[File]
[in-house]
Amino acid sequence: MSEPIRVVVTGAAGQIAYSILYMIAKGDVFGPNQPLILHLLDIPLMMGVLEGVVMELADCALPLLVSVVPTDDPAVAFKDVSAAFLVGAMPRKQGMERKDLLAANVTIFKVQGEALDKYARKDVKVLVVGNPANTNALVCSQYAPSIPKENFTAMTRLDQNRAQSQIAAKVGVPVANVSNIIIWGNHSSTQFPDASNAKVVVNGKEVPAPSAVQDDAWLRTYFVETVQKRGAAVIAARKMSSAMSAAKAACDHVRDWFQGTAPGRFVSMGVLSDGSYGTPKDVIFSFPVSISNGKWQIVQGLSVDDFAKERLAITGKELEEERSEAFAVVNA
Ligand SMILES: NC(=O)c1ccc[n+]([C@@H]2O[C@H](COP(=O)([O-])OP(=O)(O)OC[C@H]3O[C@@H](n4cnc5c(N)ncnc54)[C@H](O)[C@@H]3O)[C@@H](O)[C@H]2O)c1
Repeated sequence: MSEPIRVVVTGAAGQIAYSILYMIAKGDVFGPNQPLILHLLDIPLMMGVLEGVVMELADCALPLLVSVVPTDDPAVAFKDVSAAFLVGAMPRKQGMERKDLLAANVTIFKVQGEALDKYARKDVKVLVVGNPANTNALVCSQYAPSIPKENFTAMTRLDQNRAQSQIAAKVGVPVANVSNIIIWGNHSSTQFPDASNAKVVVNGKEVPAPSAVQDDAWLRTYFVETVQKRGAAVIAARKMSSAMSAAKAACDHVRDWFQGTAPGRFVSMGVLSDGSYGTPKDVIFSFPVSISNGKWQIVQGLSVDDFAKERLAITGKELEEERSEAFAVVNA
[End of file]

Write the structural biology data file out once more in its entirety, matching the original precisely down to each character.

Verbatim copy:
[in-house]
Amino acid sequence: MSEPIRVVVTGAAGQIAYSILYMIAKGDVFGPNQPLILHLLDIPLMMGVLEGVVMELADCALPLLVSVVPTDDPAVAFKDVSAAFLVGAMPRKQGMERKDLLAANVTIFKVQGEALDKYARKDVKVLVVGNPANTNALVCSQYAPSIPKENFTAMTRLDQNRAQSQIAAKVGVPVANVSNIIIWGNHSSTQFPDASNAKVVVNGKEVPAPSAVQDDAWLRTYFVETVQKRGAAVIAARKMSSAMSAAKAACDHVRDWFQGTAPGRFVSMGVLSDGSYGTPKDVIFSFPVSISNGKWQIVQGLSVDDFAKERLAITGKELEEERSEAFAVVNA
Ligand SMILES: NC(=O)c1ccc[n+]([C@@H]2O[C@H](COP(=O)([O-])OP(=O)(O)OC[C@H]3O[C@@H](n4cnc5c(N)ncnc54)[C@H](O)[C@@H]3O)[C@@H](O)[C@H]2O)c1
Repeated sequence: MSEPIRVVVTGAAGQIAYSILYMIAKGDVFGPNQPLILHLLDIPLMMGVLEGVVMELADCALPLLVSVVPTDDPAVAFKDVSAAFLVGAMPRKQGMERKDLLAANVTIFKVQGEALDKYARKDVKVLVVGNPANTNALVCSQYAPSIPKENFTAMTRLDQNRAQSQIAAKVGVPVANVSNIIIWGNHSSTQFPDASNAKVVVNGKEVPAPSAVQDDAWLRTYFVETVQKRGAAVIAARKMSSAMSAAKAACDHVRDWFQGTAPGRFVSMGVLSDGSYGTPKDVIFSFPVSISNGKWQIVQGLSVDDFAKERLAITGKELEEERSEAFAVVNA